Modern marker assisted breeding relies on the identification and development of a large number of molecular markers in the plant genome of interest. Molecular markers are differences in a DNA sequence between two individual plants and provide a ‘road map’ to the plant genome that allows breeders to follow the segregation of genes in a genetic cross (for example, parents and progeny in a genetic breeding programme).

These differences can take several forms including DNA nucleotide insertions, deletions, single nucleotide polymorphisms (SNPs) and simple sequence repeats (SSRs) among others. DNA polymorphisms serve as landmarks in the genome and behave as simple Mendelian genetic factors. As a result, their position on a genetic map, relative to one another and to a trait of interest, can be measured using standard genetic segregation analysis.

A critical aspect to effectively employ marker technology relates to the density of markers across a genome and the ease and cost of measuring (assaying) the genetic value at each marker location. Since the advent of whole genome sequencing in the late 90s, the cost of developing markers has decreased exponentially. Likewise the development of new high throughput genotyping systems has dramatically increased the speed and accuracy of assaying DNA markers. These advancements allow molecular biologists to develop marker systems that provide high genetic resolution and rapid assay readouts so that breeders can make selections early in the growth cycle and therefore only focus on the plants of interest.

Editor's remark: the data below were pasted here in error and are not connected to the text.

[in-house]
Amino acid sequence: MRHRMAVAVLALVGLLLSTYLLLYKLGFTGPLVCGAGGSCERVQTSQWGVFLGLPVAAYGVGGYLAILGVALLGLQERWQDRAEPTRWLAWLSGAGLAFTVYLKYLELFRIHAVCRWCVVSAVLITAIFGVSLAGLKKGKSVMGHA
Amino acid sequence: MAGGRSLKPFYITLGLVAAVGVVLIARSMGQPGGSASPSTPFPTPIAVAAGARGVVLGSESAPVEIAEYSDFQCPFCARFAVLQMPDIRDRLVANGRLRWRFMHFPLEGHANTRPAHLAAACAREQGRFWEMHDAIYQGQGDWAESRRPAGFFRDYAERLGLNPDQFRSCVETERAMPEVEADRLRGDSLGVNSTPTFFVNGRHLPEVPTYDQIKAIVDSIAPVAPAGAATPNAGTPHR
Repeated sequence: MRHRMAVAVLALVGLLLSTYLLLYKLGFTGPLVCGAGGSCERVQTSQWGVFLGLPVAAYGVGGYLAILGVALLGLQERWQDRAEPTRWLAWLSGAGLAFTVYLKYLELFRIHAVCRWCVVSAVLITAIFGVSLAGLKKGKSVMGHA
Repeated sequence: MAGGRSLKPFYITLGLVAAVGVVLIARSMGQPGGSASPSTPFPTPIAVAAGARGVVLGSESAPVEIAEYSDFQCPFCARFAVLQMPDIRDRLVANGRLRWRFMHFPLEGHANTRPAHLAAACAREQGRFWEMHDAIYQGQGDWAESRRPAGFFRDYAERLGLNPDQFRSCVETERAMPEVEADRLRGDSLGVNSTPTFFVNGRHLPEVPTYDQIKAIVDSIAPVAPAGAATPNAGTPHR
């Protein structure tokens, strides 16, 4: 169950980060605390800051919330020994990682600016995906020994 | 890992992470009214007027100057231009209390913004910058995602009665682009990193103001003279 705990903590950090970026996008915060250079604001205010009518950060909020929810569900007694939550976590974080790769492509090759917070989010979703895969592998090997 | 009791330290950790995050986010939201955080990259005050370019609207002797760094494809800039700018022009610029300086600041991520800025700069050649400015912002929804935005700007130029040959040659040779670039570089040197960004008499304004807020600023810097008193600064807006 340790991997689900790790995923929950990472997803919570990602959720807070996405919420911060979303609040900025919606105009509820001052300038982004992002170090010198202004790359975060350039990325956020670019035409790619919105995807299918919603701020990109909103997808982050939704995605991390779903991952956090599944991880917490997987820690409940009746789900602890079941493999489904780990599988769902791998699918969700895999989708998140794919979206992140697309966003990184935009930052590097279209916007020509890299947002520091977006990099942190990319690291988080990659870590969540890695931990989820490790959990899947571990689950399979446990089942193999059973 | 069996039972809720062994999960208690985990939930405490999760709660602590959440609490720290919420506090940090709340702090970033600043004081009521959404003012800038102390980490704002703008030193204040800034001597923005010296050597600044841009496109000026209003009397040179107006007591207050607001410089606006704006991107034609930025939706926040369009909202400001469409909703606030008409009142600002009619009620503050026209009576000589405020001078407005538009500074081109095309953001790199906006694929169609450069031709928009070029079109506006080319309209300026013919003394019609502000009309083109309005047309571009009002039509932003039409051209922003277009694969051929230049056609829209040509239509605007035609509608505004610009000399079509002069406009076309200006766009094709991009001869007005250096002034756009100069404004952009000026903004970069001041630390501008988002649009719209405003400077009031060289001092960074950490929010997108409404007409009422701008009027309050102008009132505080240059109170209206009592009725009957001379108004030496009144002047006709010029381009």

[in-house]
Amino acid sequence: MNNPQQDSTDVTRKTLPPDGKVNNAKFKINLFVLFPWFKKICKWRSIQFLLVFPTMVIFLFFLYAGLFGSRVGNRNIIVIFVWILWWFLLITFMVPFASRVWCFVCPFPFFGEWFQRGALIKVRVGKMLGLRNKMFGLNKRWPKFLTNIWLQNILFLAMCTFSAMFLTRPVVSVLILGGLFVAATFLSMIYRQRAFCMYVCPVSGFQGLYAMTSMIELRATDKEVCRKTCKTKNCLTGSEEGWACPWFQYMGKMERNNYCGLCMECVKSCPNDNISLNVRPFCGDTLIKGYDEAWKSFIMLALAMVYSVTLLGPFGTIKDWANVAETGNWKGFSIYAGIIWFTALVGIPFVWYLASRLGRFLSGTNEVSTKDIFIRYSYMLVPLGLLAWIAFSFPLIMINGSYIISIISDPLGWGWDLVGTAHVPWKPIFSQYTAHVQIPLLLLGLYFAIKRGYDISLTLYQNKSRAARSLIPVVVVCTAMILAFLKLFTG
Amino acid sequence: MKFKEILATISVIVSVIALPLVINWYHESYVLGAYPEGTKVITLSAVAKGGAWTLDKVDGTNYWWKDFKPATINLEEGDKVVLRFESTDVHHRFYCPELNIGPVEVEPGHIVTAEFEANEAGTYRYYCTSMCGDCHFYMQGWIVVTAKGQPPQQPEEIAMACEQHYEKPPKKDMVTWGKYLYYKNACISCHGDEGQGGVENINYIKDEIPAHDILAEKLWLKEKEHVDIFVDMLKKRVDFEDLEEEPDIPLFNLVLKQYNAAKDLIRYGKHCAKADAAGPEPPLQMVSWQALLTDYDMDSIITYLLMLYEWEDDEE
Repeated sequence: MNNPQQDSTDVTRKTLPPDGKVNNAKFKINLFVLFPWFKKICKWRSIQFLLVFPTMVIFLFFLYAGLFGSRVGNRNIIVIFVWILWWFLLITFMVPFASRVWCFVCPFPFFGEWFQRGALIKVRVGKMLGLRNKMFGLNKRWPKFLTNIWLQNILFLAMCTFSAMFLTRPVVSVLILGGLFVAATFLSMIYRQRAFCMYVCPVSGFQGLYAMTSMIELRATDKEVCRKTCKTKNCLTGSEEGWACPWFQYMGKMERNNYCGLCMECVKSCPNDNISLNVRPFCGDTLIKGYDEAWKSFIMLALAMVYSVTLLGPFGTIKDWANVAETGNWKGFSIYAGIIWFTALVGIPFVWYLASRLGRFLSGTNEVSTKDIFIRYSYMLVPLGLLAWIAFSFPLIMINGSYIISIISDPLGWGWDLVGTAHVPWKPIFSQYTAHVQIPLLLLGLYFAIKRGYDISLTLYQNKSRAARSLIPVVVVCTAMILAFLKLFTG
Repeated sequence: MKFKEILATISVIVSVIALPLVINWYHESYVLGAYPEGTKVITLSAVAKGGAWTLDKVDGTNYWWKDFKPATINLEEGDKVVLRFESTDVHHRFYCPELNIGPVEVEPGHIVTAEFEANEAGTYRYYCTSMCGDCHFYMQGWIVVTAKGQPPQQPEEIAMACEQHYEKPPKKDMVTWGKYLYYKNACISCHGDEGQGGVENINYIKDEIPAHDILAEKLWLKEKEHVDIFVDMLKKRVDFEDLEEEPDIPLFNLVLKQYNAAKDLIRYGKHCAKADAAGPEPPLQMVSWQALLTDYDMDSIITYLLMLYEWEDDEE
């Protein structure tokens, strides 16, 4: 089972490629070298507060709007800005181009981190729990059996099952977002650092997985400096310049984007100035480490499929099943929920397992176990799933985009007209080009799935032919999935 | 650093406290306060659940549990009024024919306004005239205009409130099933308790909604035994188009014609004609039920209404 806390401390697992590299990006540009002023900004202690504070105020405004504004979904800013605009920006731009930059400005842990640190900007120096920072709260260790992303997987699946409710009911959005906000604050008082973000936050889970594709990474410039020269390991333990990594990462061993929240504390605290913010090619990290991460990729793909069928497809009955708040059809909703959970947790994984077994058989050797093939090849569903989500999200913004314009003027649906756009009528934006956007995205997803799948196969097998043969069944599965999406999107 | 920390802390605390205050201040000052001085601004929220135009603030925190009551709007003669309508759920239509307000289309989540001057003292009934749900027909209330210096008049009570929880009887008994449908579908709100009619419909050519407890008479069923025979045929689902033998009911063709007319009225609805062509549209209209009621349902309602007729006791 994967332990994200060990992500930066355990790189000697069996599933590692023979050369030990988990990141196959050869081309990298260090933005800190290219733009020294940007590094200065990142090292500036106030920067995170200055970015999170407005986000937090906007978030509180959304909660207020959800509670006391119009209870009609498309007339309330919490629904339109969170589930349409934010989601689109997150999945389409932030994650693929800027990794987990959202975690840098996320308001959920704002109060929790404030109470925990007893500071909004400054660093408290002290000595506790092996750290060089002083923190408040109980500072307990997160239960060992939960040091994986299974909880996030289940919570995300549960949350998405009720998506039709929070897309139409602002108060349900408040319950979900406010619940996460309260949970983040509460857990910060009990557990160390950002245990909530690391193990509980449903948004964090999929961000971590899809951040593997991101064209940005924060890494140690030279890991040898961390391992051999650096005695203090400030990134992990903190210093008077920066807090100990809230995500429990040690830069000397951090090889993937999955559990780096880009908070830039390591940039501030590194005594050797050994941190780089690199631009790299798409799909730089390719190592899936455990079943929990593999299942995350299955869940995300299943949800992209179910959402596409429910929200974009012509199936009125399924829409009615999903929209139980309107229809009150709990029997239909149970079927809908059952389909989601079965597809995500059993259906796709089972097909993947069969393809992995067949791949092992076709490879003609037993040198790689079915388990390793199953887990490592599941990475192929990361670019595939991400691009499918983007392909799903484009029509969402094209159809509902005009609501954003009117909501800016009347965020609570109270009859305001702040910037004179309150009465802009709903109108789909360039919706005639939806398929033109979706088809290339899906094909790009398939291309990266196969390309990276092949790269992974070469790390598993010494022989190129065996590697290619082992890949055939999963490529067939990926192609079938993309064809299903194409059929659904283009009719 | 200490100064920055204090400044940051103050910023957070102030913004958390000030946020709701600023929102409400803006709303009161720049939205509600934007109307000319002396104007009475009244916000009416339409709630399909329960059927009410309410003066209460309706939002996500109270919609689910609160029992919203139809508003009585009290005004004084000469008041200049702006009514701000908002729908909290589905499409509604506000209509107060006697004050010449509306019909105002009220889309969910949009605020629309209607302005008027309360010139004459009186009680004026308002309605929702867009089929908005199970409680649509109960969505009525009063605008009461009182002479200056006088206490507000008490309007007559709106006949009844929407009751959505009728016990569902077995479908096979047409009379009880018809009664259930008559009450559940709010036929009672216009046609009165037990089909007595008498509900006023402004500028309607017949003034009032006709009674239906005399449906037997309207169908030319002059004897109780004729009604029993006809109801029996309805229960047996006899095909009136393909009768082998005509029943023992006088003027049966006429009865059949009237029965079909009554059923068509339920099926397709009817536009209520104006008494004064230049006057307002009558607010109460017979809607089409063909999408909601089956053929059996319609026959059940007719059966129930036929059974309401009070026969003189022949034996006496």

The application of genomic methods to plant systems has also allowed whole genome sequencing of multiple cereals including sorghum, maize and rice. Bioinformatic analysis of the genomes of cereal species reveals a high degree of chromosomal synteny or genetic colinerairty between distant species. This means that genetic information from one crop can often be leveraged in another crop, further increasing the power of genetic analysis available to molecular biologists and breeders.